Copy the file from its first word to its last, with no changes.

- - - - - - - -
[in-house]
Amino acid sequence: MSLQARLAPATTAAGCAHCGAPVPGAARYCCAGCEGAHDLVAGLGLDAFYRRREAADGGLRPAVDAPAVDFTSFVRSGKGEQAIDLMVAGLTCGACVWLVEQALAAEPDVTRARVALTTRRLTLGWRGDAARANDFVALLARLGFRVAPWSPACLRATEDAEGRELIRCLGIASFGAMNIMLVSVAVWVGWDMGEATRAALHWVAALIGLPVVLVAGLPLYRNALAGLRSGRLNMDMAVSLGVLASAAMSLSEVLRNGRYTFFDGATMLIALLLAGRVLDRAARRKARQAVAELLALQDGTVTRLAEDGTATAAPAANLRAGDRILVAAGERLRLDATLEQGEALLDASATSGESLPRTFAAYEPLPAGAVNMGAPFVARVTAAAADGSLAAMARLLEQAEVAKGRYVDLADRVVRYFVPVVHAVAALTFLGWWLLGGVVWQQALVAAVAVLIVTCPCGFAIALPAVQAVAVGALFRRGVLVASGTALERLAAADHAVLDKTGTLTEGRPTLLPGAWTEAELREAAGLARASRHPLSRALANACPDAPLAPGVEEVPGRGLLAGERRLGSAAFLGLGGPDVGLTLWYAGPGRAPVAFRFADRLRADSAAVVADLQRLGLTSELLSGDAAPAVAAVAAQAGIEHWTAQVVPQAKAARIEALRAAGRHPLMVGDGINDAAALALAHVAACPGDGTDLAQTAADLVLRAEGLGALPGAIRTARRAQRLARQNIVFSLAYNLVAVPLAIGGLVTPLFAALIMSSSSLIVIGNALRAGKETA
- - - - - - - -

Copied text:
[in-house]
Amino acid sequence: MSLQARLAPATTAAGCAHCGAPVPGAARYCCAGCEGAHDLVAGLGLDAFYRRREAADGGLRPAVDAPAVDFTSFVRSGKGEQAIDLMVAGLTCGACVWLVEQALAAEPDVTRARVALTTRRLTLGWRGDAARANDFVALLARLGFRVAPWSPACLRATEDAEGRELIRCLGIASFGAMNIMLVSVAVWVGWDMGEATRAALHWVAALIGLPVVLVAGLPLYRNALAGLRSGRLNMDMAVSLGVLASAAMSLSEVLRNGRYTFFDGATMLIALLLAGRVLDRAARRKARQAVAELLALQDGTVTRLAEDGTATAAPAANLRAGDRILVAAGERLRLDATLEQGEALLDASATSGESLPRTFAAYEPLPAGAVNMGAPFVARVTAAAADGSLAAMARLLEQAEVAKGRYVDLADRVVRYFVPVVHAVAALTFLGWWLLGGVVWQQALVAAVAVLIVTCPCGFAIALPAVQAVAVGALFRRGVLVASGTALERLAAADHAVLDKTGTLTEGRPTLLPGAWTEAELREAAGLARASRHPLSRALANACPDAPLAPGVEEVPGRGLLAGERRLGSAAFLGLGGPDVGLTLWYAGPGRAPVAFRFADRLRADSAAVVADLQRLGLTSELLSGDAAPAVAAVAAQAGIEHWTAQVVPQAKAARIEALRAAGRHPLMVGDGINDAAALALAHVAACPGDGTDLAQTAADLVLRAEGLGALPGAIRTARRAQRLARQNIVFSLAYNLVAVPLAIGGLVTPLFAALIMSSSSLIVIGNALRAGKETA